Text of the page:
How to Secure Your Assets

Do you worry about your identity being compromised?  Are you concerned about bad guys stealing your money?  If so, there are a number of steps you can take to protect yourself.

There have been many significant data breaches that exposed our identities with the loss of personally identifiable information (PII), particularly date of birth and social security number.  The Equifax and Office of Personnel Management breaches impacted so many people, that it would be prudent to assume some part of your identity has been compromised.  Now what?  Manage your online profile.  Ensure your devices are used in a secure manner.  Try to limit which devices you use for online banking.  Secure your passwords and protect your email accounts.  Not easy tasks to accomplish, but it’s worth a try.  The risk is of someone stealing money you have or in creating credit in your name.  Countless stories of unauthorized money wired out of your bank account or compromise of your debit card.  Generally, the institution will reimburse you, but the time it takes will be exhausting.  The credit risk is less obvious: establishing loans in your name, getting credit cards unknown to you or filing unauthorized income tax returns and fraudulent unemployment claims in your name will take longer to fix and negatively impact your credit history for years.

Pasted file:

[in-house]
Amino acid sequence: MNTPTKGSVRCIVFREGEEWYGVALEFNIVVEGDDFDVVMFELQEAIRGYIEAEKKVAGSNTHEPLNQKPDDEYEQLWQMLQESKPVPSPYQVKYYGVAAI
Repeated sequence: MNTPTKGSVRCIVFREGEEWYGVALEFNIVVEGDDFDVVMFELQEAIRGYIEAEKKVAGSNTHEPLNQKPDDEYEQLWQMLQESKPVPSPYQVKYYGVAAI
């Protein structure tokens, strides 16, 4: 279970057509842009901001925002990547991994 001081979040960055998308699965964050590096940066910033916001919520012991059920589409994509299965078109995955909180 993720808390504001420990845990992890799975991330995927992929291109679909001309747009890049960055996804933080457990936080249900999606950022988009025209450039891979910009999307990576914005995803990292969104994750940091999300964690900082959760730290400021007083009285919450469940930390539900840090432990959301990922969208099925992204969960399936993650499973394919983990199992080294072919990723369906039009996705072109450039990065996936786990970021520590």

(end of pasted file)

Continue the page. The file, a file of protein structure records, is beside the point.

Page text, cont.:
The best way to secure your identity and accounts depends on how you value security versus convenience.  Add two factor authentication to your financial accounts in the login process.  That one step alone will make your account harder to steal from than other people’s accounts. It takes a bit longer to log in to your account but makes a huge difference.  Review monthly activity of your accounts, either online of by reading your monthly statements.  If you have accounts with little or no activity, consider adding restrictions.  On the credit side, start with adding a freeze with the three credit reporting agencies.  If bad guys try to get a loan or credit card in your name, the bank issuing the credit is supposed to check with at least one of the credit reporting agencies.  The freeze should prevent new credit from being created.  Check your FICO score and review your credit report at least annually to ensure there are no new charges that you did not create.  The biggest risk comes from the “inside.”  It could be a friend, family member or worker who has access to your home.  There are a number of steps to take, which include not keeping passwords in a place visible to others or sharing log in information.

Each person’s threat profile is different and a holistic solution to fit your situation is best. If you have any questions, I’d love to connect. Book time with me HERE.